11 24 2014
  12:08 am  
     •     

Is it any wonder that Black children are angry with Black adults? Is it any wonder that Black youth feel unprotected by Black adults? Is it any wonder that Black youth are out there 'getting theirs' and doing anything else they want to do? Is it any wonder that as Black adults complain about the behavior of Black youth, our behavior toward them and toward ourselves is equally despicable?
There have been others, but the case of Shaquanda Cotton, the 14-year-old girl in Paris, Texas, who was sentenced to 7 years in jail for shoving a hall monitor in school, should be the final straw for Black people all over this country. This case is especially troubling because the punishment definitely does not fit the crime, and the judge in this case also sentenced a White 14-year-old girl to probation after she was convicted of arson! 
This is not an isolated incident of miscarriage of justice. More and more, we are seeing Black children being mistreated by authorities across this country, younger and younger, while we adults simply talk about it and wring our hands about it. There have been at least three cases of 5-year-old Blacks being handcuffed, disciplined and threatened by the police — one of which occurred in Cincinnati, a city in which a law exists that allows 7 year-olds to be shocked with Taser guns. 
How much abuse are we willing to have heaped upon our children before we really get serious about stopping it? I was one of the few in Cincinnati to speak at City Hall in opposition to the Taser law. It did not matter. It passed, and even one Black councilman voted to pass the motion. He is the same councilman who, as he was beating his own child, said, "I'll beat the Black off you," and was arrested for it.
The recent 50-shot barrage that killed Sean Bell in New York City and the 14-year-old sister who was killed in L.A. were, I thought, the very last straws. But I also thought that about the brutal police killings of Kenneth Walker in Columbus, Ga. and Nathaniel Jones in Cincinnati. How could Black people sit idly by and allow these things to occur without shutting some cities down, the way the illegal immigrants did? How could Black men be so accepting of these and other atrocities against us?
Maybe now, because of our docility and complacency, we have arrived at a place where we can be treated in any manner by just about anyone, and the only reprisal they can expect is a two-hour demonstration. Are we really in such a disadvantaged position in this country that we are unable to prevent our daughters from suffering at the hands of racists?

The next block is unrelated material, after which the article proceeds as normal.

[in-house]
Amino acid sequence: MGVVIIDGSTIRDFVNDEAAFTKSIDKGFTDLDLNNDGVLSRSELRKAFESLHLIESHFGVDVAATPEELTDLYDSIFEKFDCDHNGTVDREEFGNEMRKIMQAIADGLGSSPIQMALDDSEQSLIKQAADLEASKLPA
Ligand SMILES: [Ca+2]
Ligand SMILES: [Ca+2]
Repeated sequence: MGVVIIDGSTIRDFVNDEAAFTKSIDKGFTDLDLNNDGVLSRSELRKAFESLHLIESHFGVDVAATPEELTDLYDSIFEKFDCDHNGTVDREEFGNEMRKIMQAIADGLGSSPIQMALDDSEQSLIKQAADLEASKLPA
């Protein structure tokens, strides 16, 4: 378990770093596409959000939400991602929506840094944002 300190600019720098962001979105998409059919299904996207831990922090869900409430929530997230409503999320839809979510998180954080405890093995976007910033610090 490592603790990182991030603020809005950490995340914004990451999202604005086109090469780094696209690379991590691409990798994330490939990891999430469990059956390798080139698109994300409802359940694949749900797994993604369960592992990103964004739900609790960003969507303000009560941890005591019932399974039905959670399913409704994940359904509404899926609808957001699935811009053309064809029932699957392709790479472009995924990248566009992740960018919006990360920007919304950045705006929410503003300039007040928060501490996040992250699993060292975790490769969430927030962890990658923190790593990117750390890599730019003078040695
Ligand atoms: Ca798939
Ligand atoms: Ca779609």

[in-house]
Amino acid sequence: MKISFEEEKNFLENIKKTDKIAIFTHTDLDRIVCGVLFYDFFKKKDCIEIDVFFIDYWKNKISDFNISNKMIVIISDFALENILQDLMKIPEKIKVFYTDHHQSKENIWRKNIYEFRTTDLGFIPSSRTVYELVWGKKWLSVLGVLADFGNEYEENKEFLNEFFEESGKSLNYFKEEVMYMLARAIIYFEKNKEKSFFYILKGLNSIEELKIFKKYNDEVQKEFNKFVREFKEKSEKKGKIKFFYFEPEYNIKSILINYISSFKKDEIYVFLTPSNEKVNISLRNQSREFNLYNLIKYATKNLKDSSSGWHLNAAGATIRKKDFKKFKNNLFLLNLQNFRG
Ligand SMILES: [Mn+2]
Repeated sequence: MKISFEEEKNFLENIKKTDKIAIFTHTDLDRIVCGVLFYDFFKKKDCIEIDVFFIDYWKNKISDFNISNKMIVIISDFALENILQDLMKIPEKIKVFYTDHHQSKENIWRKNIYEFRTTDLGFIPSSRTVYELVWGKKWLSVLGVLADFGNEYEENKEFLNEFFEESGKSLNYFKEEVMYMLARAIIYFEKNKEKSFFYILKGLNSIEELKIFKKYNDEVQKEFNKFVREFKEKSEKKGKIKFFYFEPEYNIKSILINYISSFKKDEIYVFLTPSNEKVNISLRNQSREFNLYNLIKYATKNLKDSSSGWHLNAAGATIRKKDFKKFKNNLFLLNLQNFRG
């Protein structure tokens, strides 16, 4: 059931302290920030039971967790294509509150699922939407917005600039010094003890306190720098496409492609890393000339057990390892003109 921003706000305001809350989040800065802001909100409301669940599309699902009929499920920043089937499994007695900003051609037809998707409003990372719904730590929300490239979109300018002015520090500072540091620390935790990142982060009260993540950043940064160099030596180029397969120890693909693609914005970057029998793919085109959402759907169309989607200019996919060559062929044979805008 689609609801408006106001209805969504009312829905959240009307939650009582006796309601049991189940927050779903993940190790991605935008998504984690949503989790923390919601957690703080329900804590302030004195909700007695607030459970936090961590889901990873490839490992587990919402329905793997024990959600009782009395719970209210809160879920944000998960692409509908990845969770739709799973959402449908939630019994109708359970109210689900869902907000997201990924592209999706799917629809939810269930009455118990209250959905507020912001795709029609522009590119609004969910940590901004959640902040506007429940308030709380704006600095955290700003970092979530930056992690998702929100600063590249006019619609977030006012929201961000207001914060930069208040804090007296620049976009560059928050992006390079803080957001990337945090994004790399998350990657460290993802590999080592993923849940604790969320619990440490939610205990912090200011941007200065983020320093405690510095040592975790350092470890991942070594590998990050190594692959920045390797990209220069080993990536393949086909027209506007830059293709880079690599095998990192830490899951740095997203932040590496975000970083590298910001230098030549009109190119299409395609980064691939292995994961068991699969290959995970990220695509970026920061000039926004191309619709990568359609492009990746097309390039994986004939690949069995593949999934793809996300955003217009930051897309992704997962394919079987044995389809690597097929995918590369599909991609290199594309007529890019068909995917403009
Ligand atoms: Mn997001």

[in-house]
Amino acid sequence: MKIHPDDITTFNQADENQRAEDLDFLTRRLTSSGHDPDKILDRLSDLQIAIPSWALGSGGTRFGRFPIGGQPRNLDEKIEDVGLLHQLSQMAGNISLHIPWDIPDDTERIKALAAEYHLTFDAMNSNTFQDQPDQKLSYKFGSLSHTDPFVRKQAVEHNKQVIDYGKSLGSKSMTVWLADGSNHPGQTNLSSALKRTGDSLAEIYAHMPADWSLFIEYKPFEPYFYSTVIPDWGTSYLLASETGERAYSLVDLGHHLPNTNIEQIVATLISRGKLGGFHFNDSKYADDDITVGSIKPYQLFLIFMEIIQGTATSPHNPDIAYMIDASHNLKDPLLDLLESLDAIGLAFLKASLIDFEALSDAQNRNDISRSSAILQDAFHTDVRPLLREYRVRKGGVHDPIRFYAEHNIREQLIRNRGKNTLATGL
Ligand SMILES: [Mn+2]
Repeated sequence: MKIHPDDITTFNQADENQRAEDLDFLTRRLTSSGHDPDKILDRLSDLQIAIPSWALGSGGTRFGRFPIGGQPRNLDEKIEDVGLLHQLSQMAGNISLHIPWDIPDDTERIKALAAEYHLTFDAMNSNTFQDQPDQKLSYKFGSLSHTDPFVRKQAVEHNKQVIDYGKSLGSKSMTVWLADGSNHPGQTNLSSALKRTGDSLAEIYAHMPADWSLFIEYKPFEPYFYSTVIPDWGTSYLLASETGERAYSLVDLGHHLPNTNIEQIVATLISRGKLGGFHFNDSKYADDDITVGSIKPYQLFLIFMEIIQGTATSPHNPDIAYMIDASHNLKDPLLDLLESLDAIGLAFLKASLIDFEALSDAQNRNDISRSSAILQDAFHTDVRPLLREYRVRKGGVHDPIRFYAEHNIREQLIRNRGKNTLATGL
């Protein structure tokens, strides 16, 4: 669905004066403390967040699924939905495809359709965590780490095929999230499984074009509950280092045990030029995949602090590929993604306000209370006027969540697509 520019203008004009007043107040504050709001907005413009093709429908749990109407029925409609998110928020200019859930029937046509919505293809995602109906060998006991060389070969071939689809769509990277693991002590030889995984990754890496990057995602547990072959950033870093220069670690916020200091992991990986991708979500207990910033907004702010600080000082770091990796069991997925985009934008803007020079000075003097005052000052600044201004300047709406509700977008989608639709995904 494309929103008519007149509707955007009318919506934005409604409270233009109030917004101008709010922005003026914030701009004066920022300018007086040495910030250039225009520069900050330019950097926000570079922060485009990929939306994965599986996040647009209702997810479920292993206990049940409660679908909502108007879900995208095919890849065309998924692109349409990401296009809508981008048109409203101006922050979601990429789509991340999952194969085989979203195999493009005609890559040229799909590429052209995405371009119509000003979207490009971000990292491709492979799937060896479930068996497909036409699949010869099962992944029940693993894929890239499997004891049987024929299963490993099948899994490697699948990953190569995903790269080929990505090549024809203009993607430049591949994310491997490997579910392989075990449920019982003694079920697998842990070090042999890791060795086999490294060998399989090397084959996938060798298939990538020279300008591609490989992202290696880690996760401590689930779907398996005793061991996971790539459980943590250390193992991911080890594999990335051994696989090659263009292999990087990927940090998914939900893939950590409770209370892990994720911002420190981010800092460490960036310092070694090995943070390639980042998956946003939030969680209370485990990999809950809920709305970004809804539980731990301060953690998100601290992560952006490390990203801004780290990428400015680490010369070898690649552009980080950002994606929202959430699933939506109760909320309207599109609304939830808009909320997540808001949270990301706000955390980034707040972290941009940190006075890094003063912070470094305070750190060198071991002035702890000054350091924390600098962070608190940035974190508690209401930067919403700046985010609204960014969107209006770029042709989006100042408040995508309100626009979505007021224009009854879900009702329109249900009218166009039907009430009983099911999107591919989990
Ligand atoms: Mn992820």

What can we do? The "Free Shaquanda Cotton" petition is being circulated and signed on the Internet. Black folks should be so outraged with righteous indignation — all across this country, not just in Paris, Texas — and demand sister Cotton be released from prison. If she is not released, we must not only hit the streets but also use our dollars to obtain the victory. If we seriously withdraw our dollars from various businesses and events in this country we will not continue to be taken for granted.
There are two areas of consideration here. First, we Black adults must admit our own faults and neglect of our own children. Having exposed them to the horrors of dependence on, and vulnerability to, a society that only sees them as fodder from which to create more wealth — by way of mis-education and prison occupancy — our youth are running wild and doing all sorts of outlandish things to one another. That is our fault, and we must rectify that.
Then we must let our children know and let this society know that our children are off limits, that there is a line that cannot be crossed without a fight. We should make one collective statement in support of our children, letting this society know that we love them so much that we really would die to protect them. Are we men and women enough to do that? If your answer is yes, you can start by contacting the brothers and sisters in Paris, Texas, and join them in their struggle for justice, and help Shaquanda Cotton get out of prison. For more information on this case see: http://freeshaquandacotton. blogspot.com/

James Clingman is founder/president of the Greater Cincinnati Chamber of Commerce and professor at the University of Cincinnati.

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